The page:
Turning trash into pieces of artPosted: 7th June 2019
A penguin made from rubbish was so lifelike it won young artists runner-up place in a competition.
Year 3 pupils at Roydon Primary Academy worked with Paradise Wildlife Park on the HEART9Helping Endangered Animals by Recycling Trash project.
As part of the park’s sustainability mission, it invited schools to collect litter to create a sculpture to communicate the message.
With a focus on African animals, each school was designated an endangered animal to create.
Roydon pupils were tasked with creating an African penguin.
Alison Hazell, Year 3 teacher, said: “The children in Year 3 have been learning about how African penguin populations in the wild have decreased by nearly 98 per cent in the last century due to a variety of threats, including plastic pollution.
“Roydon community have been collecting carrier bags, bottle lids and other plastic items which contribute to plastic pollution, to create our own African penguin sculpture.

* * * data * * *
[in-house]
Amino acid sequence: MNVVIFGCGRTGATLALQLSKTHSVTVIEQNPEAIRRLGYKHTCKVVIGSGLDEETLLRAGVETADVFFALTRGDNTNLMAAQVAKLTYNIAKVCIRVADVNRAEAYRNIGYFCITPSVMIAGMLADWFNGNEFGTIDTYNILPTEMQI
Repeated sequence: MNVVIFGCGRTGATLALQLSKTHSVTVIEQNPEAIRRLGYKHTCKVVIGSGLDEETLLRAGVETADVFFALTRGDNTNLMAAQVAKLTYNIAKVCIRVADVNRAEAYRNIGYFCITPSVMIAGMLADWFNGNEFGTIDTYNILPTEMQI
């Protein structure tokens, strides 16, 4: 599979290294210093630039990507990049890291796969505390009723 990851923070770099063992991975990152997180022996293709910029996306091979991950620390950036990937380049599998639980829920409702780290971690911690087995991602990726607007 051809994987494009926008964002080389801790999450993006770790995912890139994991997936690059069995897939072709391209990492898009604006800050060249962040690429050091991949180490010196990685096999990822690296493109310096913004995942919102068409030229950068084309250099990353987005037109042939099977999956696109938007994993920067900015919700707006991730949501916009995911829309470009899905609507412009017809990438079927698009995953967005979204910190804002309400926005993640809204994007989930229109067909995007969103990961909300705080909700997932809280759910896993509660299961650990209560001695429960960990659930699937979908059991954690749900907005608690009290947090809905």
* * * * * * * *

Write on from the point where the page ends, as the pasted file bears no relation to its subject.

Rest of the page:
“The younger generation are very aware of the dangers our planet faces, due to a variety of ecological issues. Their involvement in this project not only provides them with a greater understanding of the world’s endangered species, it also gives them the opportunity to use their creativity to actively promote this vital message.”
The sculpture, on display at the park over the May half-term, earned the school a runner-up position in the competition.
Amy Jerome, education officer at Paradise Wildlife Park, said: “The penguin went down so well with the visitors and they were especially impressed with the likeness to the real animal!”
The school and pupils who took part will be given a range of gifts for their achievement.
Pupils from Little Parndon Primary Academy, in Harlow, also took part in the project.